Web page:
PARIS—French oil giant Total reported on Wednesday an 8.0-percent rise in net profit to 12.4 billion euros ($16.7 billion) in 2012, excluding the change in value of oil in stock.
This is the measure, known as the current-cost accounting basis, which is most closely watched in the oil sector.
Net profit on an overall basis, the historic-cost method, fell by 13.0 percent to 10.7 billion euros.
The statement said that a fall in production had been counter-balanced by high oil prices and a temporary rally of margins for refiners in Europe.
The results were in line with forecasts by analysts who had expected a net profit on a current-cost accounting basis of 12.4 billion euros.
Oil prices were high last year owing largely to tension over supplies from Iran which is the target of economic sanctions against its nuclear programme.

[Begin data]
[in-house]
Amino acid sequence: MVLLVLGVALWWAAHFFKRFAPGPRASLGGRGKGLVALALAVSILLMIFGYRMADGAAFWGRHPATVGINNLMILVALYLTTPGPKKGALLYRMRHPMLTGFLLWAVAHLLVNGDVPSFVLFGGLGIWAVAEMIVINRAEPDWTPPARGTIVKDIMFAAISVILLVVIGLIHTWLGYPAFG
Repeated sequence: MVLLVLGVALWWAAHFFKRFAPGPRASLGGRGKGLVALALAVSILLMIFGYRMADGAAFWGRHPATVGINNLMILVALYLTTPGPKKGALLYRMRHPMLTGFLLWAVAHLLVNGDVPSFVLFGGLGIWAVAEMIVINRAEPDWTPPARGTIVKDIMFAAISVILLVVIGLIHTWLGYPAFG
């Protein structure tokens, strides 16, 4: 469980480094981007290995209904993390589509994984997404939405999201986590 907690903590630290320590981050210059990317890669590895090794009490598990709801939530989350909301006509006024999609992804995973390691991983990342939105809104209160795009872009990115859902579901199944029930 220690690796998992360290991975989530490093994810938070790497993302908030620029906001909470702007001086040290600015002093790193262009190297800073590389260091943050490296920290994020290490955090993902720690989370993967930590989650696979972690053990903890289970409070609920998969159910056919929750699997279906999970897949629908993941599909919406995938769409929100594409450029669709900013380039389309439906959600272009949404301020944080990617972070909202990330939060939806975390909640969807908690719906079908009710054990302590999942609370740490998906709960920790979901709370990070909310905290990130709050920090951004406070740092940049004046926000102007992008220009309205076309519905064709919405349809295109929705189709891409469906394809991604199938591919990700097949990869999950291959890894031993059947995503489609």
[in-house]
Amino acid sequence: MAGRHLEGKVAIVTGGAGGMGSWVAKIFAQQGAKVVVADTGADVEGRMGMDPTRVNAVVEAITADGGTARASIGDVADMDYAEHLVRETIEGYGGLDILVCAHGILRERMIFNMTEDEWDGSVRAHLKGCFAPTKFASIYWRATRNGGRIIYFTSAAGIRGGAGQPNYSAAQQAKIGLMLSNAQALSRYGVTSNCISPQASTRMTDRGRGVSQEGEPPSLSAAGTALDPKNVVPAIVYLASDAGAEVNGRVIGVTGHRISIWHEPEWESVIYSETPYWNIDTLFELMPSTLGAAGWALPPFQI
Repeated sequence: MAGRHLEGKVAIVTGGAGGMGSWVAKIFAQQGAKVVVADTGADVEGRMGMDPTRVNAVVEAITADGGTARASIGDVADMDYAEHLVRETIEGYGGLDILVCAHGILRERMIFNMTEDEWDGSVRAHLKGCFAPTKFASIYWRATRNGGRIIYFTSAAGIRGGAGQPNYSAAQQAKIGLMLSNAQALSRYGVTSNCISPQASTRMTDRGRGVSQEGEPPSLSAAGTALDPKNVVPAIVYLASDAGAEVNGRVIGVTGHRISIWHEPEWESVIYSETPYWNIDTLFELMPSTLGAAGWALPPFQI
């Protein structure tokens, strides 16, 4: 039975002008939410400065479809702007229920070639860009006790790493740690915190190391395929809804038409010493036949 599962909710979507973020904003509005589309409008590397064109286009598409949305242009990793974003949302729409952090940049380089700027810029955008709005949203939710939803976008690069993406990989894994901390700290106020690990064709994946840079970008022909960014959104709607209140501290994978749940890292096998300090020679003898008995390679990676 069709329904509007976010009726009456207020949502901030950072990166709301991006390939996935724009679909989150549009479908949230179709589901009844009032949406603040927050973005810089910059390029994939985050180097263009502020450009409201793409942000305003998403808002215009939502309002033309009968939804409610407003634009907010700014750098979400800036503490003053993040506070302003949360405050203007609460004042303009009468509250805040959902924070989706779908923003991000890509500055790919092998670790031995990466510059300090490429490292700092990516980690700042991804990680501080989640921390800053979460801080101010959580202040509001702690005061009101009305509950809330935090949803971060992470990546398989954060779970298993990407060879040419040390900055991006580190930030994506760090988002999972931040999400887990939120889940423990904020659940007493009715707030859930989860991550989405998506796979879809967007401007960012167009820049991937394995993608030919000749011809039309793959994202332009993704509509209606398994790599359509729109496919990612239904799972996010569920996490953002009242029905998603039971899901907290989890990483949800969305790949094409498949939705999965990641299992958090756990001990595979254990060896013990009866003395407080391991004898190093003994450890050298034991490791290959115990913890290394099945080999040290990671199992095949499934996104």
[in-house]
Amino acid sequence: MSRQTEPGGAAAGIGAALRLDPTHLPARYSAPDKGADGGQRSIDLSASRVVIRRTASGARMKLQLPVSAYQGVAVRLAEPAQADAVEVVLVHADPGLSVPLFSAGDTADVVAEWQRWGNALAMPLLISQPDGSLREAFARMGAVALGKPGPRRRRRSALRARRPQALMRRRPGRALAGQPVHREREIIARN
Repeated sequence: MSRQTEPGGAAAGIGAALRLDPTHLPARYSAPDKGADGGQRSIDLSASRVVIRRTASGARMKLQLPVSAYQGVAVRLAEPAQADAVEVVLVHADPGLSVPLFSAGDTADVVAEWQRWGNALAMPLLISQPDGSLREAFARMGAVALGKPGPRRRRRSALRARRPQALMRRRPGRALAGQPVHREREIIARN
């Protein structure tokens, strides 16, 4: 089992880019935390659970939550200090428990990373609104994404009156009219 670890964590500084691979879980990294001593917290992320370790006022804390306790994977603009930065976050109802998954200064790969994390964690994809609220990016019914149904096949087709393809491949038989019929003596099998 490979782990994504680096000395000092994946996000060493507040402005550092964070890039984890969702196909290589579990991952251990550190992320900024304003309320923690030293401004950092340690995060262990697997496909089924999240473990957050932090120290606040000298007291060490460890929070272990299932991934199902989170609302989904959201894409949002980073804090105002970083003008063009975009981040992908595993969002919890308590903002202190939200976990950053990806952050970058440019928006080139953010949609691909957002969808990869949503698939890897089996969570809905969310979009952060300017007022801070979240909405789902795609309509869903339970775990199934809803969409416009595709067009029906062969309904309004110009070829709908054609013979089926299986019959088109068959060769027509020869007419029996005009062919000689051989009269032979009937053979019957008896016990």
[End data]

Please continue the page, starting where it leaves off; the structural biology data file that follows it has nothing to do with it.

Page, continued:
These high prices offset a drop in Total’s overall hydrocarbon output which fell 2.0 percent in 2012 to 2.3 million barrels per day in oil equivalent.
The company said it was targeting a 2 to 3 percent boost in output for 2013, which chief executive Christophe de Margerie said would require a special effort.
The group said it was well advanced in an asset divestment programme set to unload between 15 and 20 billion dollars by 2014.
Total expects to shed assets worth $9 billion in 2013, after ceding about $6 billion in 2012.
Total is Western Europe’s third-biggest oil producer, behind Shell and BP, and France’s biggest company by market capitalization, just ahead of former subsidiary Sanofi, the drugmaker.
Total’s shares were up by 0.20 percent in afternoon trading on Wednesday, slightly lower than a Paris market rising by 0.36 percent.